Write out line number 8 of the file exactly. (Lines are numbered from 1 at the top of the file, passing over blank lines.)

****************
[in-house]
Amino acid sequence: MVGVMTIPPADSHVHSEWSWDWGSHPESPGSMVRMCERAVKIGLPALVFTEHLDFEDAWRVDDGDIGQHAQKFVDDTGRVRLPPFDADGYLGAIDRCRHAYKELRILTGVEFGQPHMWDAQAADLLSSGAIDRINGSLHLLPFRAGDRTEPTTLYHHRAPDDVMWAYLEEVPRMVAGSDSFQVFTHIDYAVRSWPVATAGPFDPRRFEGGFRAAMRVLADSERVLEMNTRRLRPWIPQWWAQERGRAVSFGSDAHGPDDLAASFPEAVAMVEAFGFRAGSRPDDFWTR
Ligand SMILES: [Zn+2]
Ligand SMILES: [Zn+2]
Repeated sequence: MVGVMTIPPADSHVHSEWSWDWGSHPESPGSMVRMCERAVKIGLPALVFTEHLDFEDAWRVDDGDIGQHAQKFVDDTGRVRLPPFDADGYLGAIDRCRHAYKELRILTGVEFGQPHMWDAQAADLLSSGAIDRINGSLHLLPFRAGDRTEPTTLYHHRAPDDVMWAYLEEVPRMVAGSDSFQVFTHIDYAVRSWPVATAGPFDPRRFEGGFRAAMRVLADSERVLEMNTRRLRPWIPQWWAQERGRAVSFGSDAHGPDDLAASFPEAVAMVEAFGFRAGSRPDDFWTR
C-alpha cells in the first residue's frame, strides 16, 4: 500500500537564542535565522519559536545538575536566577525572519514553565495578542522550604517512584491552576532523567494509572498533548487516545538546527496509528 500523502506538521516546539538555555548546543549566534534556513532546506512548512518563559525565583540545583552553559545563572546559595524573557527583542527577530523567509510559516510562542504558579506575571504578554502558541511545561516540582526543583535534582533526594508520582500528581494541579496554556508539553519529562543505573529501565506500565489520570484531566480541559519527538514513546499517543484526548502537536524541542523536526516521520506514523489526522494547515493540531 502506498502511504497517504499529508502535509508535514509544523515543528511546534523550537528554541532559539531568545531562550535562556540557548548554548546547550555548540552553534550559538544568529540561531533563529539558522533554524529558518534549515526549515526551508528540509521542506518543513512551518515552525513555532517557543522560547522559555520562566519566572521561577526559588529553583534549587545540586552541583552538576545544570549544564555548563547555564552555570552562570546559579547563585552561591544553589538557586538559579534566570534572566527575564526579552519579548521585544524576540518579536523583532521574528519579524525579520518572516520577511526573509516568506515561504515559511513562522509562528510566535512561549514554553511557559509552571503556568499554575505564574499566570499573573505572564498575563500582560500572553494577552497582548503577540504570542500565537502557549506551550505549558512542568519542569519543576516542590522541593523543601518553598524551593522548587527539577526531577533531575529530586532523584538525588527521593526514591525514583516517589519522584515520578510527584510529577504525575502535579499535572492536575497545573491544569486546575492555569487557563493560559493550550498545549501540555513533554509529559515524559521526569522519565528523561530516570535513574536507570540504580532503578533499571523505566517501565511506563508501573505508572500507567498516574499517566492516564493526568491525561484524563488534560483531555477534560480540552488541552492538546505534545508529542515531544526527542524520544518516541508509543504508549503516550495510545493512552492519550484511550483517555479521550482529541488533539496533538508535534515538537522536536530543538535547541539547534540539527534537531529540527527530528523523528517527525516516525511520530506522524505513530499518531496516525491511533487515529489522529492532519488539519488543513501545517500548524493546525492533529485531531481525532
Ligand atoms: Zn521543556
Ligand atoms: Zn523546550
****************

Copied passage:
Ligand atoms: Zn523546550